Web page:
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I have even more to say, but this post is late anyway, so I’m done for now. If you liked this post, make sure to read the companion art post (coming hopefully in late November). Sorry for the lack of pictures, there will be plenty next time!

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Next time: Some good old classic high fantasy and… wait, are those giant robots?

“I haven’t hunted dragons in a long time. This is going to be such fun!”

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So I’m a girl who likes fantasy.

It’s more common than you’d think, actually. And I’m not just talking about Twilight fans.

The fact that there are female fantasy fans–and authors– is not new. Anne McCaffrey’s Dragonflight came out in 1968 with a female protagonist, so they’ve been around for quite a while. And as for modern authors, one only need look at J.K. Rowling, the world’s first billionaire author, who moved her fantasy epic into mainstream consciousness.

But the Dragonriders of Pern series is for adults, and Harry Potter is, well, not a female protagonist. At eleven, I was all into high fantasy, especially Tolkien. I loved The Hobbit– still do, in fact– but you can’t help but notice the distinct lack of women in that book. I also thought Eowyn was basically the best thing ever with her horses and swords and death charges, and I wanted to see more of her, but the Two Towers movie hadn’t come out yet, so nothing doing.

And then one day, I found Tamora Pierce.

This is a cover from one of her earlier books:

Awesome? Or REALLY AWESOME???????

For you people out there going, “Huh?”, Tamora Pierce is a young adult fantasy writer who typically has female protagonists and medieval high fantasy settings, with lots of worldbuilding and politics thrown into the mix. She has two main worlds: the Tortall universe, which focuses more on knights and heroic adventures, and the Circle universe, which focuses more on magic and mages. Her Song of the Lioness series is the first set in Tortall, and stars a girl named Alanna (see above),  who disguises herself as a boy in order to become a knight. Really awesome adventures ensue.

I was probably a bit young to be reading those books, especially the later ones, but it was the library’s fault for putting them in the children’s section. And I’m really glad they did, because Alanna was my model for fantasy women– she basically set the standards for how far I would tolerate badly written female characters in my fantasy media.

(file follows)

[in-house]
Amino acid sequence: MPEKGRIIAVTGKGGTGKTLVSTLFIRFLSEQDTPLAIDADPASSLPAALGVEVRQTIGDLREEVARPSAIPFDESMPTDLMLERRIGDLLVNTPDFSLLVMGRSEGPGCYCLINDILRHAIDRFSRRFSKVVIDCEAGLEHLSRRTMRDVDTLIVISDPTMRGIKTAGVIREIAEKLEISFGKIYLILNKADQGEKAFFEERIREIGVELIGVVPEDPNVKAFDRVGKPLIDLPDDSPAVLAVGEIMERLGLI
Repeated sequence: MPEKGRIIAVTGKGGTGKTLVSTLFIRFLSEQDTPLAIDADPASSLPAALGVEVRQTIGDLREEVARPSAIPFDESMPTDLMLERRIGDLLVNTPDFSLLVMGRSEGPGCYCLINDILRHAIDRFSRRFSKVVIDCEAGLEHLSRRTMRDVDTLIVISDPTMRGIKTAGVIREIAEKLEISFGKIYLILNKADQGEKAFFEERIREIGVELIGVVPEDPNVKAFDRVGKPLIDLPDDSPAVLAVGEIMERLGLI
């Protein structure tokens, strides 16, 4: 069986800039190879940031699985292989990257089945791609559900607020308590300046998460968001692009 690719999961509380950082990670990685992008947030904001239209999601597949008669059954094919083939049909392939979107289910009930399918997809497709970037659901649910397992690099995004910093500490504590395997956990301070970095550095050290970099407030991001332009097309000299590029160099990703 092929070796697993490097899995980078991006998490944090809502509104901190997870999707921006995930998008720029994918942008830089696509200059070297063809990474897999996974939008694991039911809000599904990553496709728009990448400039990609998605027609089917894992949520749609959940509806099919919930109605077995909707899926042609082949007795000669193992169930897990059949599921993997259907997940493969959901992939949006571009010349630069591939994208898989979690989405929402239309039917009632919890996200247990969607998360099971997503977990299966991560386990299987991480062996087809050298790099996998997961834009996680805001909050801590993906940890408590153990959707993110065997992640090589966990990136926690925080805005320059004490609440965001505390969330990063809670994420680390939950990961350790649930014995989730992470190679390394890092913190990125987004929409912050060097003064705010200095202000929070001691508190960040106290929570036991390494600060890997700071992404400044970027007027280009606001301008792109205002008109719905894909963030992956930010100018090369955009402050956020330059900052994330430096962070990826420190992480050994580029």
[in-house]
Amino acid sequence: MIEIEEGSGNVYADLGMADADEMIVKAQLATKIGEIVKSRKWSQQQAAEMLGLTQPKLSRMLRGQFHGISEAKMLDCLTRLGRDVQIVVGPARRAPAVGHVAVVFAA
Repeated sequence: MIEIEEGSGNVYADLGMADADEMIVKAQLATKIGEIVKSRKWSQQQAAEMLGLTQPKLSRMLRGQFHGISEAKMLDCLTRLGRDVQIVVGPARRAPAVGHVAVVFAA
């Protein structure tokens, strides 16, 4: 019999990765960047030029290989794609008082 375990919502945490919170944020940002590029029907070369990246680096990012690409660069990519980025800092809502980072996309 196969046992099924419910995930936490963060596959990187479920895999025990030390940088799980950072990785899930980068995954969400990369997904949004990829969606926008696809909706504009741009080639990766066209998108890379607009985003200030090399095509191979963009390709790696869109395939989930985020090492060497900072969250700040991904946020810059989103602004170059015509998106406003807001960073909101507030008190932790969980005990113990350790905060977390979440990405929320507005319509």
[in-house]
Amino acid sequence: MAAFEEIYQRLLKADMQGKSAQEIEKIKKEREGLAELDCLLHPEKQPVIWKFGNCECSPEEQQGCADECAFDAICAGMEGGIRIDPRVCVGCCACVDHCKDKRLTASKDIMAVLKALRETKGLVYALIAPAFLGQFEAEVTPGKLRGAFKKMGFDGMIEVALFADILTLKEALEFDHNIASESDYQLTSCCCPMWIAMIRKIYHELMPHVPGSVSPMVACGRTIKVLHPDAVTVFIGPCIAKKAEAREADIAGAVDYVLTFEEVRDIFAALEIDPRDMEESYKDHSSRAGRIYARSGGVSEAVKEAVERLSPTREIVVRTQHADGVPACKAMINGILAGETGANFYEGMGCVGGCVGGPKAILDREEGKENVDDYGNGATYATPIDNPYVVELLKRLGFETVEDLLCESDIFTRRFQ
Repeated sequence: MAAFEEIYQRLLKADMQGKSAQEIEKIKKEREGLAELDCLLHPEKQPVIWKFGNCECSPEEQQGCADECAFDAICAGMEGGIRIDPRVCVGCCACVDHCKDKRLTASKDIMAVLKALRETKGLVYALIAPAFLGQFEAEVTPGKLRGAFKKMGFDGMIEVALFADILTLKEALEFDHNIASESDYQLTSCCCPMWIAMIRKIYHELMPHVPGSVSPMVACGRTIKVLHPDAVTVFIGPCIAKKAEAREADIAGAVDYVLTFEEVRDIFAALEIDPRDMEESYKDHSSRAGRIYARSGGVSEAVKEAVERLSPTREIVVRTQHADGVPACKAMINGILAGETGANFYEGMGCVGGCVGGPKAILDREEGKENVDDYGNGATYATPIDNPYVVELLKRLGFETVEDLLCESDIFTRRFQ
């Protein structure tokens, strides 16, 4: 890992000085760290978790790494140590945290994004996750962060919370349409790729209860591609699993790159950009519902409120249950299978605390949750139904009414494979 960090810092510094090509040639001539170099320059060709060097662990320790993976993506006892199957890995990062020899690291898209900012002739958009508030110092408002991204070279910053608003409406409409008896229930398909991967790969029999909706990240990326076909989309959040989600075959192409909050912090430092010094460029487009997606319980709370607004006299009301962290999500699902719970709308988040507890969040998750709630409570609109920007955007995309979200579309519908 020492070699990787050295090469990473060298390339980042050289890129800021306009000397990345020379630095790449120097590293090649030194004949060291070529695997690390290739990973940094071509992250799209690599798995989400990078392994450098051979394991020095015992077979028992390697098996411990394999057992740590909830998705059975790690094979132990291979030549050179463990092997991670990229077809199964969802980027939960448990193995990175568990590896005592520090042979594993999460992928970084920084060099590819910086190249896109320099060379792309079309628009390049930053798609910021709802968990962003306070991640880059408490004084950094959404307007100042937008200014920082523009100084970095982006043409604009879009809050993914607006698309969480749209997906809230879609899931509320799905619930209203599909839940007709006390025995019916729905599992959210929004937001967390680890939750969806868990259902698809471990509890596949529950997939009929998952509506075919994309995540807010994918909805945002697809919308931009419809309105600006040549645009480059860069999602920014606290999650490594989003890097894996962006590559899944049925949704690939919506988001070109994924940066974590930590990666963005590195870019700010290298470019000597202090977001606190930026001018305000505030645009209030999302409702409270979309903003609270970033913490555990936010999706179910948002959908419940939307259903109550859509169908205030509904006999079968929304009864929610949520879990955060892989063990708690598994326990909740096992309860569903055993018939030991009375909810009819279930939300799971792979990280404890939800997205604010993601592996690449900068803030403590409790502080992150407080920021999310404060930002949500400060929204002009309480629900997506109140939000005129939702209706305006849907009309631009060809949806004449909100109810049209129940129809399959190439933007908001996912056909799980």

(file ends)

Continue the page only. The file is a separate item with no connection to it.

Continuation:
Alanna was  a well-rounded character who didn’t abide by common stereotypes of women, she was just as capable as her fellow male knights, and she was completely independent, never existing solely as a love interest. She eventually did get married and start a family, but she was the one who went to war, not her husband.

I also love the variety of Pierce’s heroines; she never writes the same character over and over. Alanna’s daughter Aly is very different from her mother and finds her talent in places other than fighting, while Kel, the first woman to train openly for knighthood, sometimes resents that everyone is constantly comparing her to Alanna. Not all of them are action girls, either, as the nonviolent and  feminine Sandry from the Circle Universe can attest, but Sandry is still a perfectly capable person and can get rid of anything that threatens her or her friends.

They also all look very different, and none of them are ‘traditionally’ beautiful, just like there are a large variety of appearances for male characters. I would love to see more of this in general fantasy (and everything else, really)– women judged  not by their appearance, but their abilities.

I loved these books as a teenager, and I still read through them every so often. I would recommend them to anyone, not just girls, who loves good fantasy and YA fiction.

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…Well, that wasn’t much of a rant, was it? I have to learn to stay on topic here.

I suppose my real point for this post is that I want to see female characters like that as the rule, not the exception. It has gotten much better since Pierce started publishing Alanna books back in the 80’s, but there’s still a long way to go.

I was going to use other examples of fantasy women and see if they  matched up to Pierce’s heroines at all, but most examples flying through my head were that of video game women. I could make a whole series of posts about the video game industry’s treatment of women, but thankfully, it’s already been done for me.

Enjoy. Or not.

Next time: I talk about an old animated movie for kids… or is it?

Childhood nightmares returning...


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Filed under fantasy talk, literature, Tamora Pierce, video games, women in fantasy